Tax Incentives for Energy-Saving Construction
If you’re an owner or developer or involved in the construction industry as an architect or engineering firm, it’s important to know the significant tax savings available for any energy-saving systems you’re building or installing.
The government is rewarding commercial construction companies and designers – as well as architects, engineers, and contractors – who create environmentally-friendly through energy-saving technologies. This reward is a tax savings, which requires 179D Energy Tax Certifications.
These tax savings were created to promote the design of energy-efficient systems and savings in a number of ways – from HVAC systems, the design and construction of the building envelope, or through lighting systems. The tax incentive applies to building renovations, in addition to new build construction.
Danto is proud to have over 10 years of success completing hundreds of certifications for CPAs, building designers (architects and engineers), commercial building owners, and others – and helping clients save millions of dollars (in taxes). With this knowledge and background, here is what developers, building owners, engineers, and architects should also know when it comes to constructing energy-efficient buildings.
The High Cost of Energy Use
According to U.S. government data, energy use is the largest operating expense in commercial buildings (especially office buildings), and accounts for approximately one-third of the building’s annual operating budget.
To make matters worse, these buildings typically waste about one-third of the energy they use. In total, energy use in buildings accounts for nearly 20% of greenhouse gas emissions in the U.S.
What are energy-efficient AND cost-effective ways to build which also maximize the 179D energy tax deductions?
Experienced architects, builders, and designers know many techniques and ways to design and build that can save energy naturally and efficiently. Here’s the wide range of considerations and methods builders can use.
Building orientation: Architects can design buildings to work with the direction of the sunlight – and even wind patterns – so buildings in areas like South Florida can be more efficient by reducing direct sun exposure. This has many long-term benefits on energy usage.
For example, the positioning of doors, windows, and overhangs can help limit sun exposure. With careful design and placement, these can help regulate the temperature throughout the year.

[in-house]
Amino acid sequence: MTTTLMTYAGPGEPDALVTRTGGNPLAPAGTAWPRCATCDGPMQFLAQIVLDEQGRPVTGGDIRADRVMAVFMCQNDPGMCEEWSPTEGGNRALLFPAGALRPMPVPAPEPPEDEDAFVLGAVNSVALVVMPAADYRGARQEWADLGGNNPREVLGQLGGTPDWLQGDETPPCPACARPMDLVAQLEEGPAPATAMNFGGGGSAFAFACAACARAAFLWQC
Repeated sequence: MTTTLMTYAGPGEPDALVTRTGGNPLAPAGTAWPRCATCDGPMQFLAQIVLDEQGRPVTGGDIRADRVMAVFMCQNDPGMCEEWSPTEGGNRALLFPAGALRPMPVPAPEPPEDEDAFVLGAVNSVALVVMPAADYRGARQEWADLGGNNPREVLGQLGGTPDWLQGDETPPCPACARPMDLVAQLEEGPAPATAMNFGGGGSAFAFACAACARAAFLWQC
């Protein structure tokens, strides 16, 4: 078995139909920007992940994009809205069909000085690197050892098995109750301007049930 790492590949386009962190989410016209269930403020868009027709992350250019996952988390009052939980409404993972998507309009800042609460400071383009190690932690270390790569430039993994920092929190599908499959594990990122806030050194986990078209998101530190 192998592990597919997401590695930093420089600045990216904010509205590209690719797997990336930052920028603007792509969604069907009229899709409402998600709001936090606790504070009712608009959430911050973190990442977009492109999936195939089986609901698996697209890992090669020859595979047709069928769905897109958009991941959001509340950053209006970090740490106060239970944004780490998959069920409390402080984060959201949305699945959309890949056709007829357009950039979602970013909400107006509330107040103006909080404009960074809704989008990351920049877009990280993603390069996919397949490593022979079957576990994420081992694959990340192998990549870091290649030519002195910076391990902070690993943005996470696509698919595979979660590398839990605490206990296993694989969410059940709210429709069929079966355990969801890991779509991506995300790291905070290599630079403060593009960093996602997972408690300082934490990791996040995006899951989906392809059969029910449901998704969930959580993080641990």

Design using nature and other materials: Energy-efficient designs can make use of nature to help mitigate the sun’s heat, including landscaping with trees and plantings on rooftops. For example, “cool roofs” use building materials that reflect heat and sunlight to help maintain cooler inside temperatures. According to the EPA, cool roofs absorb less heat and stay up to 50 to 60 degrees cooler than conventional materials.
Windows and doors: High-performance windows and doors are great energy-saving investments. Modern doors have little leakage and help keep out the hot air; high-tech glass works well for insulation, keeping the heat outside and the inside air cooler.
The concept of “daylighting” also helps minimize energy consumption by optimizing the use of natural light inside during the day. This includes the design of windows and glass use, as well as internal layouts and room designs, to maximize external daylight.
Mechanical systems: Almost every system within a commercial structure can be more energy efficient, from the HVAC system to lighting design to automated shut-off systems that save on fuel and energy use.
With lighting systems, LED lighting has replaced other types of lighting because of its more efficient energy use and the longer-lasting life of the bulbs themselves. This means savings on replacement costs and savings in maintenance/labor costs.
Retrofits and upgrades: Existing buildings can benefit immensely from new heating and cooling equipment and systems, as well as new lighting systems and LED bulbs.
What is Maximum Energy Payback (MEP)?
Danto Builders works with a team of experienced energy-analysis and verification professionals to investigate and provide 179D energy tax certifications. These certifications are available for both new construction and renovated buildings.
These energy tax certifications allow a commercial building owner or designer (of a government building) to take a tax deduction of up to $1.80 per square foot for energy-efficient HVAC, building envelope or lighting systems. Read here to learn more about this service from Maximum Energy Payback (dba of Danto Builders).
In the past ten years, Maximum Energy Payback is proud to have completed hundreds of 179D energy tax certifications for a wide range of U.S.-based professionals (including CPAs, designers, architects, engineers, and commercial building owners), and these certifications have helped saved millions of dollars in taxes.
What types of buildings can get these certifications?
179D energy tax certifications through the Maximum Energy Payback (MEP) can be used by a wide range of industries that qualify for the 179D energy tax benefits, including:
- Healthcare – hospitals, nursing homes and care facilities
- Hospitality – hotels and restaurants
- Warehouse & distribution centers
- Commercial – office buildings, including parking garages
- Auto Dealerships
- Education – schools, universities
- Government – Courthouses, libraries, municipal buildings, community centers, military facilities
- Residential – apartment buildings (4 stories and higher)
While the 179D energy tax incentive began in 2006, it was made permanent in 2020, and the tax incentive is taken in the year the building or renovation was completed.
For a complimentary analysis, click here.